Over recent years open surgery has been replaced by minimally invasive surgery for many procedures. Here, instead of large incisions to ‘open’ the patient up to reach the surgical site, only small incisions are made, like a keyhole. Tools and devices are then passed through these incisions and used to treat the disease. This type of surgery possesses many advantages including, reduced scarring and patient discomfort since only small cuts are made to the patients’ skin, and hospital stays can be shorter. However, there is one major limitation, without opening the patient up, the surgeon has no direct line-of-sight of the disease and the tools during surgery. As such, imaging technologies are required to provide a close-up view of the surgery.
One group of surgeries commonly carried out in a minimally invasive manner are ablation procedures. In these procedures a device is used to heat (or cool) diseased tissue, effectively cooking it and causing the tissue to die. This can be used to treat conditions including atrial fibrillation (where someone has an irregular heart beat) or to destroy tumours. Devices for this ablation include radiofrequency devices or, as in the focus of our research, lasers. With a laser, the laser light is directed at the tissue from the end of an optical fibre and the light absorbed within the tissue causes it to heat up. Once above a certain temperature the cells breakdown and die.
A current issue with using lasers in this context is the inability to monitor the progression of the ablation and to guide the procedure. This means that the disease can be under or over-treated, leading to the need for follow-up procedures or damage to surrounding healthy tissue. Several technologies have been used to mitigate this, such as MRI or traditional ultrasound probes, however, each has its limitations. For example, MRI, whilst providing a good spatial resolution, cannot provide real-time feedback as the image acquisition takes too long. In this work we demonstrate a potential solution to this problem using a new imaging modality, all-optical ultrasound, which can be integrated alongside the laser to provide high-resolution guidance in real-time.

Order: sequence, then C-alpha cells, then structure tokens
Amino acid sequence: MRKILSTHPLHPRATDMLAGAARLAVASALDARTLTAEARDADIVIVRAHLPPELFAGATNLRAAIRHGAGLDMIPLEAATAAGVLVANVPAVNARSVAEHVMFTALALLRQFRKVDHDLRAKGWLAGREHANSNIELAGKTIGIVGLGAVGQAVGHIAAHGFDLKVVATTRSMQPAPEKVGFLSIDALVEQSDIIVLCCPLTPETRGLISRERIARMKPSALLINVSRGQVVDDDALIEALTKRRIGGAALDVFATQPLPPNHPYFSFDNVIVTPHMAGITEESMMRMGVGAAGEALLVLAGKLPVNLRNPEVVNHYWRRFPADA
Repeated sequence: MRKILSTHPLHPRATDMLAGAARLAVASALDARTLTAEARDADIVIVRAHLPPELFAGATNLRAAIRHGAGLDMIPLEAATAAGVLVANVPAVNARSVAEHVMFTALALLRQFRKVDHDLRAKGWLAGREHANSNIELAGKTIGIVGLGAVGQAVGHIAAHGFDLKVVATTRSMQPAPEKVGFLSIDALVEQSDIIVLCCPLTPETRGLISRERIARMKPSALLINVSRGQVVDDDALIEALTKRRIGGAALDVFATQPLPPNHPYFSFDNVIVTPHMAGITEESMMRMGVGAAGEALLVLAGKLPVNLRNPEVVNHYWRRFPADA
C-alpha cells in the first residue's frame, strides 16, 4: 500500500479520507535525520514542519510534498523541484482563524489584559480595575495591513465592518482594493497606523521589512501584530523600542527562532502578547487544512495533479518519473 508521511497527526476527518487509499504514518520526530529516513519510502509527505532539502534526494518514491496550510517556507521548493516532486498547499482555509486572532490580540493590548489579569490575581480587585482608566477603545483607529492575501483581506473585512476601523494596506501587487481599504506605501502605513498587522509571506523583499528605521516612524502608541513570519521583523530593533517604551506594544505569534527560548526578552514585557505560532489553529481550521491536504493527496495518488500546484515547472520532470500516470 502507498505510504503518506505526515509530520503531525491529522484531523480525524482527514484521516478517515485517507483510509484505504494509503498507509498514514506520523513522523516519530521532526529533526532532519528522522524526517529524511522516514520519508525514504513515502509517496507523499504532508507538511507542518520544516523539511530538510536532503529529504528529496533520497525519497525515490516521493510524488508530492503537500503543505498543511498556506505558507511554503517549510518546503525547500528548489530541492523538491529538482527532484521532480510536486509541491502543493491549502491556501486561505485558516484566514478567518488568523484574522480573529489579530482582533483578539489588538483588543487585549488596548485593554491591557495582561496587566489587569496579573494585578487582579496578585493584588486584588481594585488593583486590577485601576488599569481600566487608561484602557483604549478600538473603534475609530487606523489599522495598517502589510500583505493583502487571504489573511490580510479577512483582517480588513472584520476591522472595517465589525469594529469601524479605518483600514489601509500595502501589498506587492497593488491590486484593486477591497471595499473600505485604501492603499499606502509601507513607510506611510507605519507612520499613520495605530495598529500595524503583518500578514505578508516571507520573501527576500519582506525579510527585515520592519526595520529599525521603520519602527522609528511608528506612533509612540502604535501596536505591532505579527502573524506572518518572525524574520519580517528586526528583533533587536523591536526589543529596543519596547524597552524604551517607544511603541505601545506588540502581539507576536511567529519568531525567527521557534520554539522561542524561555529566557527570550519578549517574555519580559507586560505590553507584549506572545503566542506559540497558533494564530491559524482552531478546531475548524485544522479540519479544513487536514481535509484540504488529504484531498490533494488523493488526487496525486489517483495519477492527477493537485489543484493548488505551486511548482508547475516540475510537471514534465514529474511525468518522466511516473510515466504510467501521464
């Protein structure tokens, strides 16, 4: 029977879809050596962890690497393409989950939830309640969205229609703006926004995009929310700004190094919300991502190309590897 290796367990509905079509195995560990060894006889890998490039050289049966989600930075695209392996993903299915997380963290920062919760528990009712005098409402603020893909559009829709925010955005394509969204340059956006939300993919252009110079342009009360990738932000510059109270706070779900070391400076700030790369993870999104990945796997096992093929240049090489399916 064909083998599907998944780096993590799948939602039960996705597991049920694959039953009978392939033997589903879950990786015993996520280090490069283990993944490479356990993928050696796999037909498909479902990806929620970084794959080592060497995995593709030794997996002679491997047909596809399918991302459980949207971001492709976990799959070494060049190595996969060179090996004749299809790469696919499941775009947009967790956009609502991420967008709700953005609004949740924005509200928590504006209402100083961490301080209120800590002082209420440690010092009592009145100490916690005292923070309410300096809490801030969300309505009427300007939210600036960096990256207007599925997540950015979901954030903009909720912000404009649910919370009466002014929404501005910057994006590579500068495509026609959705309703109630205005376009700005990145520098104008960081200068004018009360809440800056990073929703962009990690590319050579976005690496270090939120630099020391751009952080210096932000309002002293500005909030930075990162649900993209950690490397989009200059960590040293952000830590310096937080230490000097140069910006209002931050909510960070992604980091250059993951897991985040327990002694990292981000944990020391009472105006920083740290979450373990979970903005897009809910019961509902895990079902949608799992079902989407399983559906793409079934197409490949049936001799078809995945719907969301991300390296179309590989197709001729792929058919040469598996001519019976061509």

This imaging modality, all-optical ultrasound, is an emerging imaging technology that uses light to generate and receive ultrasound. This means, much like with the internet provided to your home, electric cables can be replaced with optical fibres. This enables the fabrication of highly miniaturised devices which can fit within the surgical tools used for minimally invasive surgery. Further, by generating and receiving ultrasound using light there is the potential for very high resolution imaging and a high sensitivity. This type of optical fibre device provides a view directly ahead of the device, so by putting it alongside the fibre which provides the laser light for ablation it can give an ultrasound image of the diseased tissue directly as it is being ablated. These M-mode ultrasound images display sequentially acquired pulse-echo signals, giving the operator a view of changes occurring within the tissue over time.